Macintosh & iOS Support

There is a common misconception that there are no options for Apple Macintosh or IOS users who want to use GIS. There are several choices available for Apple Macintosh and iOS users:
**Especially useful for those new to GIS


Un-retouched screenshot of Intel-based Macintosh running Web browsers with ArcGIS.com Map Viewer (upper left) and Community Analyst (lower left), and, at the same time, Parallels running WindowsXP, with ArcMap (lower right) and ArcGlobe (upper right).

I. Web-based GIS
Online mapping is the way that many students and educators are now getting engaged with GIS. It is a powerful option, totally appropriate and satisfactory for many. Using Web-based interactive mapping tools, students and teachers can learn that they get to control the map, and begin to understand some important principles of cartography (scale, projection, symbolization, etc) simply by seeing lots of maps. Examples here include:

These and other sites can typically be viewed from either Windows or Macintosh computers. Mapping websites can be a challenge for some versions of some browsers, so experiment. Find more information about webmapping.

II. ArcGIS.com Viewer
http://www.arcgis.com/home/webmap/viewer.html
ArcGIS is a complete system, of which ArcGIS Online is a part. There is a simple Javascript-based viewer (and thus usable on any Web browser, on PC or Mac) which allows users to begin making maps instantly, using content from ArcGIS Online. Users can build maps with varied content, integrate focused layers on top of varied basemaps, save maps in an ArcGIS Online account, and share them with others. This is an excellent way to begin exploring data from the world down to neighborhood level.

III. Windows-based tools under BootCamp
http://www.apple.com/support/bootcamp
Apple has released a product called BootCamp, available for MacOS 10.4 and higher, which allows the Intel-based Macs to load a full version of WinXP or above, and run Windows applications at "full speed." Upon boot-up, the user chooses to boot into MacOS or into Windows. Testing done by Esri staff and others seems to confirm that such a setup is indeed able to run Windows and applications at "full speed", and that ArcGIS applications are able to run even heavy-duty analytical operations very swiftly. The user must have a properly licensed copy of Windows and must be facile with running Windows.

IV. Windows-based tools under Parallels
http://www.parallels.com/products/desktop/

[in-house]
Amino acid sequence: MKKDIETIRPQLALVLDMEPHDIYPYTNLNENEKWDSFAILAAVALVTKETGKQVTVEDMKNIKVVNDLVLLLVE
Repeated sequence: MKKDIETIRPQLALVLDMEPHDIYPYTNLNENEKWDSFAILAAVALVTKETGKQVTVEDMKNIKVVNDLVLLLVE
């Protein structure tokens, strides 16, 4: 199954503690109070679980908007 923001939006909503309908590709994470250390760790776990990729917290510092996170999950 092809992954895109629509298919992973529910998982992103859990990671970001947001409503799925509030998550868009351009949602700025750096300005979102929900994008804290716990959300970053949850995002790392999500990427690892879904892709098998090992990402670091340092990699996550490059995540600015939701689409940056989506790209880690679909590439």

Parallels has a "virtual machine" product called Parallels Desktop for Mac which allows the Intel-based Macs to load a full version of Windows (many versions) and run applications at "high speed." The user can move back and forth between Windows and MacOS applications. Testing done by Esri staff and others seem to confirm that such a setup works quite well, and current versions of ArcGIS applications (including 3D applications) run swiftly even for analytical operations, though perhaps not quite as fast as on a native PC or under BootCamp (since memory is split between the two operating systems). Here again, the user must have a properly licensed copy of Windows and must be facile with running Windows-based applications.

V. Windows-based tools under VMware Fusion
http://www.vmware.com/products/fusion/
VMware has released a "virtual machine" product called Fusion which allows the Intel-based Macs to load a full version of Windows (XP and above) and run applications at "high speed." The user can move back and forth between Windows and MacOS applications. Esri staff has not tested Fusion but reports from others indicate that such a setup works well, and current versions of ArcGIS applications run swiftly even for analytical operations, though perhaps not quite as fast as on a native PC or under BootCamp (since memory is split between the two operating systems). Here again, the user must have a properly licensed copy of Windows and must be facile with running Windows-based applications.

VI. Mobile Apps for iOS Devices
Apple's iOS operating system for iPhone and iPad, includes browsers that can run Javascript apps. Esri has also released custom apps for iOS which can be downloaded from iTunes on your computer or the App Store on your device.

  • ArcGIS: ArcGIS is a great way to discover and use maps. Maps come to life in ArcGIS. Tap on the map or use your current location and discover information about what you see. You can query the map, search and find interesting information, measure distances and areas of interest and share maps with others.
  • BAO (Business Analyst Online): With BAO, you can quickly and easily get key demographic facts about any location in the U.S. It's an invaluable tool for anyone in commercial real estate, as well as a fun way to check out an area when you're on the go.